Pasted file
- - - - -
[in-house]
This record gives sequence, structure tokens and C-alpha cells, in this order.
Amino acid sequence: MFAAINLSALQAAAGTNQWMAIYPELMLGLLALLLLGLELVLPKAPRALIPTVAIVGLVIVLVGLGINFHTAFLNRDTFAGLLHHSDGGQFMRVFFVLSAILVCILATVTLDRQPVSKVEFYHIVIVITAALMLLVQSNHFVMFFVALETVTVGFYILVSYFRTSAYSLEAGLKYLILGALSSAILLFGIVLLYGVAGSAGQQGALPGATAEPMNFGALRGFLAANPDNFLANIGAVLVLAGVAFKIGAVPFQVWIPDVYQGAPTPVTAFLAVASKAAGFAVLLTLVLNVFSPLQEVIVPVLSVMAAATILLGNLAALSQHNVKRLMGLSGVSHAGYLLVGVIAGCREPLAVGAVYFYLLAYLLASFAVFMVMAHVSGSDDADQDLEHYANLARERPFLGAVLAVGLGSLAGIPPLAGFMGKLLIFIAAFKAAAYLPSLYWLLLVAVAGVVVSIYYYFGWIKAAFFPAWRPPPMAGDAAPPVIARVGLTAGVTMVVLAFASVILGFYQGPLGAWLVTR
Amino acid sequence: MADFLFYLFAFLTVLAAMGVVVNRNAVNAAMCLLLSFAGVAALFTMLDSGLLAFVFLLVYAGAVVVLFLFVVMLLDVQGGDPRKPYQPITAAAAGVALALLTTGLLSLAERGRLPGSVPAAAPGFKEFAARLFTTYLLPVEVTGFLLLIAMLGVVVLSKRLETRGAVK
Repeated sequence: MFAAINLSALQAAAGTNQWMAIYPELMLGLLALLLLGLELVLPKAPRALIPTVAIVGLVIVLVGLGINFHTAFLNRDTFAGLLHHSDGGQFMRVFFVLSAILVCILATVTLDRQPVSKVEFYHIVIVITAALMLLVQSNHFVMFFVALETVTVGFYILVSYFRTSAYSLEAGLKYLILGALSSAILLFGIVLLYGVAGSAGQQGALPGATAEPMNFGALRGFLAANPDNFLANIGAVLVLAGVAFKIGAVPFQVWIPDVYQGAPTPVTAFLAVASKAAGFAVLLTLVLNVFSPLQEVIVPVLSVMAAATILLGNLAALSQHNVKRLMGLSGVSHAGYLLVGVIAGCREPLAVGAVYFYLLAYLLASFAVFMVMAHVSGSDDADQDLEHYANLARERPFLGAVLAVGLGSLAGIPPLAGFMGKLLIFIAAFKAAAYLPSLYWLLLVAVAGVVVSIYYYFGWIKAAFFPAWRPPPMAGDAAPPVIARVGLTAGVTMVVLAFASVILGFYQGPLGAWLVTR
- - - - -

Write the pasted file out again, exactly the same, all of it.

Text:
[in-house]
This record gives sequence, structure tokens and C-alpha cells, in this order.
Amino acid sequence: MFAAINLSALQAAAGTNQWMAIYPELMLGLLALLLLGLELVLPKAPRALIPTVAIVGLVIVLVGLGINFHTAFLNRDTFAGLLHHSDGGQFMRVFFVLSAILVCILATVTLDRQPVSKVEFYHIVIVITAALMLLVQSNHFVMFFVALETVTVGFYILVSYFRTSAYSLEAGLKYLILGALSSAILLFGIVLLYGVAGSAGQQGALPGATAEPMNFGALRGFLAANPDNFLANIGAVLVLAGVAFKIGAVPFQVWIPDVYQGAPTPVTAFLAVASKAAGFAVLLTLVLNVFSPLQEVIVPVLSVMAAATILLGNLAALSQHNVKRLMGLSGVSHAGYLLVGVIAGCREPLAVGAVYFYLLAYLLASFAVFMVMAHVSGSDDADQDLEHYANLARERPFLGAVLAVGLGSLAGIPPLAGFMGKLLIFIAAFKAAAYLPSLYWLLLVAVAGVVVSIYYYFGWIKAAFFPAWRPPPMAGDAAPPVIARVGLTAGVTMVVLAFASVILGFYQGPLGAWLVTR
Amino acid sequence: MADFLFYLFAFLTVLAAMGVVVNRNAVNAAMCLLLSFAGVAALFTMLDSGLLAFVFLLVYAGAVVVLFLFVVMLLDVQGGDPRKPYQPITAAAAGVALALLTTGLLSLAERGRLPGSVPAAAPGFKEFAARLFTTYLLPVEVTGFLLLIAMLGVVVLSKRLETRGAVK
Repeated sequence: MFAAINLSALQAAAGTNQWMAIYPELMLGLLALLLLGLELVLPKAPRALIPTVAIVGLVIVLVGLGINFHTAFLNRDTFAGLLHHSDGGQFMRVFFVLSAILVCILATVTLDRQPVSKVEFYHIVIVITAALMLLVQSNHFVMFFVALETVTVGFYILVSYFRTSAYSLEAGLKYLILGALSSAILLFGIVLLYGVAGSAGQQGALPGATAEPMNFGALRGFLAANPDNFLANIGAVLVLAGVAFKIGAVPFQVWIPDVYQGAPTPVTAFLAVASKAAGFAVLLTLVLNVFSPLQEVIVPVLSVMAAATILLGNLAALSQHNVKRLMGLSGVSHAGYLLVGVIAGCREPLAVGAVYFYLLAYLLASFAVFMVMAHVSGSDDADQDLEHYANLARERPFLGAVLAVGLGSLAGIPPLAGFMGKLLIFIAAFKAAAYLPSLYWLLLVAVAGVVVSIYYYFGWIKAAFFPAWRPPPMAGDAAPPVIARVGLTAGVTMVVLAFASVILGFYQGPLGAWLVTR